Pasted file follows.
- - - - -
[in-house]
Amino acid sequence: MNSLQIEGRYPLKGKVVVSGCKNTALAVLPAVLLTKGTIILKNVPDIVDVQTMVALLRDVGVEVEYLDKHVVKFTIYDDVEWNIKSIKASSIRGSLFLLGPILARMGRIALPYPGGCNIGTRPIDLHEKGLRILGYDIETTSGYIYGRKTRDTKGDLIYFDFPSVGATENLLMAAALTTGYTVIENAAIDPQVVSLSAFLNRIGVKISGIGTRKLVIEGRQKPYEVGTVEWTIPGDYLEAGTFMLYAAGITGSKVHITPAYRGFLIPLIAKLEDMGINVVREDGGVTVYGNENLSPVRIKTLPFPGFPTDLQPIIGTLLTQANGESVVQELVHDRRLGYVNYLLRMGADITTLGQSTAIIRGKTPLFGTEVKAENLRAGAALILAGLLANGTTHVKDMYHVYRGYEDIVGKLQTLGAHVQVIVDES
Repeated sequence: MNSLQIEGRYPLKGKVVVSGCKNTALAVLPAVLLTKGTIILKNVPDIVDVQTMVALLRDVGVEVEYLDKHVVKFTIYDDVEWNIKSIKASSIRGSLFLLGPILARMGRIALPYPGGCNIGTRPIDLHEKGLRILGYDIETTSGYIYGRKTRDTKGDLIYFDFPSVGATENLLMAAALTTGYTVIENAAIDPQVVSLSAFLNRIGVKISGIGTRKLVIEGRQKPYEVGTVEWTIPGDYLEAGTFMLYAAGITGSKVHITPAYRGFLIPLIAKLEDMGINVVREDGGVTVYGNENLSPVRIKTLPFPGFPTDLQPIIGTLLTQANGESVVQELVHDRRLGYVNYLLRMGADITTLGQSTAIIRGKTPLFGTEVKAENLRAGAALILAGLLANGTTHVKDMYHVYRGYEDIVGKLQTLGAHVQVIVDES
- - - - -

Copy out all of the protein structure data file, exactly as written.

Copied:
[in-house]
Amino acid sequence: MNSLQIEGRYPLKGKVVVSGCKNTALAVLPAVLLTKGTIILKNVPDIVDVQTMVALLRDVGVEVEYLDKHVVKFTIYDDVEWNIKSIKASSIRGSLFLLGPILARMGRIALPYPGGCNIGTRPIDLHEKGLRILGYDIETTSGYIYGRKTRDTKGDLIYFDFPSVGATENLLMAAALTTGYTVIENAAIDPQVVSLSAFLNRIGVKISGIGTRKLVIEGRQKPYEVGTVEWTIPGDYLEAGTFMLYAAGITGSKVHITPAYRGFLIPLIAKLEDMGINVVREDGGVTVYGNENLSPVRIKTLPFPGFPTDLQPIIGTLLTQANGESVVQELVHDRRLGYVNYLLRMGADITTLGQSTAIIRGKTPLFGTEVKAENLRAGAALILAGLLANGTTHVKDMYHVYRGYEDIVGKLQTLGAHVQVIVDES
Repeated sequence: MNSLQIEGRYPLKGKVVVSGCKNTALAVLPAVLLTKGTIILKNVPDIVDVQTMVALLRDVGVEVEYLDKHVVKFTIYDDVEWNIKSIKASSIRGSLFLLGPILARMGRIALPYPGGCNIGTRPIDLHEKGLRILGYDIETTSGYIYGRKTRDTKGDLIYFDFPSVGATENLLMAAALTTGYTVIENAAIDPQVVSLSAFLNRIGVKISGIGTRKLVIEGRQKPYEVGTVEWTIPGDYLEAGTFMLYAAGITGSKVHITPAYRGFLIPLIAKLEDMGINVVREDGGVTVYGNENLSPVRIKTLPFPGFPTDLQPIIGTLLTQANGESVVQELVHDRRLGYVNYLLRMGADITTLGQSTAIIRGKTPLFGTEVKAENLRAGAALILAGLLANGTTHVKDMYHVYRGYEDIVGKLQTLGAHVQVIVDES